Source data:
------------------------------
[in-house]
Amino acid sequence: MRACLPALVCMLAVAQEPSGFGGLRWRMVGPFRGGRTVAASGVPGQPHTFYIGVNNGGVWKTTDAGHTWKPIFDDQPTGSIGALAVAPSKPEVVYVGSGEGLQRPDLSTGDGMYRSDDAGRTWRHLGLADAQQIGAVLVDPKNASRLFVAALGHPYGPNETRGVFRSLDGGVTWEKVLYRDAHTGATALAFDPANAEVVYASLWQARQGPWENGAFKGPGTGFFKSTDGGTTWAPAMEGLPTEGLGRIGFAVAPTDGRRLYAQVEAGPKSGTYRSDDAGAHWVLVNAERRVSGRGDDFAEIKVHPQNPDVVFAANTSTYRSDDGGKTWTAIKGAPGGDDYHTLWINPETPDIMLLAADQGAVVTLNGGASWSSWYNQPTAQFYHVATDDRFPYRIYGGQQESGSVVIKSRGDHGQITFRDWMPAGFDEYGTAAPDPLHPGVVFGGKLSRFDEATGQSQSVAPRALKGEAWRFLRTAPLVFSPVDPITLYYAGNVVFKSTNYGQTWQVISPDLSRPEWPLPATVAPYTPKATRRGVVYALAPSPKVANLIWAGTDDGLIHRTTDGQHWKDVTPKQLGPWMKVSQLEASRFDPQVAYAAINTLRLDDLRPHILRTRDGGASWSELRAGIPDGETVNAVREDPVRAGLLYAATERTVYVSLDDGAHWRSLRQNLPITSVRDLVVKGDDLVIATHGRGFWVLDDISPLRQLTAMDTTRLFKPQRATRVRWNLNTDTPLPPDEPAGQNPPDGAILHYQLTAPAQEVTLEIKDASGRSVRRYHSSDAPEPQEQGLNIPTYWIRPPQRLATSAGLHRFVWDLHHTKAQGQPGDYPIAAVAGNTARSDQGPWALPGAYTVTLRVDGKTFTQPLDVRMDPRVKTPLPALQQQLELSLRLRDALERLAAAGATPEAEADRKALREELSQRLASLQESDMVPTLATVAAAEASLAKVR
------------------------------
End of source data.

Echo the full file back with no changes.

[in-house]
Amino acid sequence: MRACLPALVCMLAVAQEPSGFGGLRWRMVGPFRGGRTVAASGVPGQPHTFYIGVNNGGVWKTTDAGHTWKPIFDDQPTGSIGALAVAPSKPEVVYVGSGEGLQRPDLSTGDGMYRSDDAGRTWRHLGLADAQQIGAVLVDPKNASRLFVAALGHPYGPNETRGVFRSLDGGVTWEKVLYRDAHTGATALAFDPANAEVVYASLWQARQGPWENGAFKGPGTGFFKSTDGGTTWAPAMEGLPTEGLGRIGFAVAPTDGRRLYAQVEAGPKSGTYRSDDAGAHWVLVNAERRVSGRGDDFAEIKVHPQNPDVVFAANTSTYRSDDGGKTWTAIKGAPGGDDYHTLWINPETPDIMLLAADQGAVVTLNGGASWSSWYNQPTAQFYHVATDDRFPYRIYGGQQESGSVVIKSRGDHGQITFRDWMPAGFDEYGTAAPDPLHPGVVFGGKLSRFDEATGQSQSVAPRALKGEAWRFLRTAPLVFSPVDPITLYYAGNVVFKSTNYGQTWQVISPDLSRPEWPLPATVAPYTPKATRRGVVYALAPSPKVANLIWAGTDDGLIHRTTDGQHWKDVTPKQLGPWMKVSQLEASRFDPQVAYAAINTLRLDDLRPHILRTRDGGASWSELRAGIPDGETVNAVREDPVRAGLLYAATERTVYVSLDDGAHWRSLRQNLPITSVRDLVVKGDDLVIATHGRGFWVLDDISPLRQLTAMDTTRLFKPQRATRVRWNLNTDTPLPPDEPAGQNPPDGAILHYQLTAPAQEVTLEIKDASGRSVRRYHSSDAPEPQEQGLNIPTYWIRPPQRLATSAGLHRFVWDLHHTKAQGQPGDYPIAAVAGNTARSDQGPWALPGAYTVTLRVDGKTFTQPLDVRMDPRVKTPLPALQQQLELSLRLRDALERLAAAGATPEAEADRKALREELSQRLASLQESDMVPTLATVAAAEASLAKVR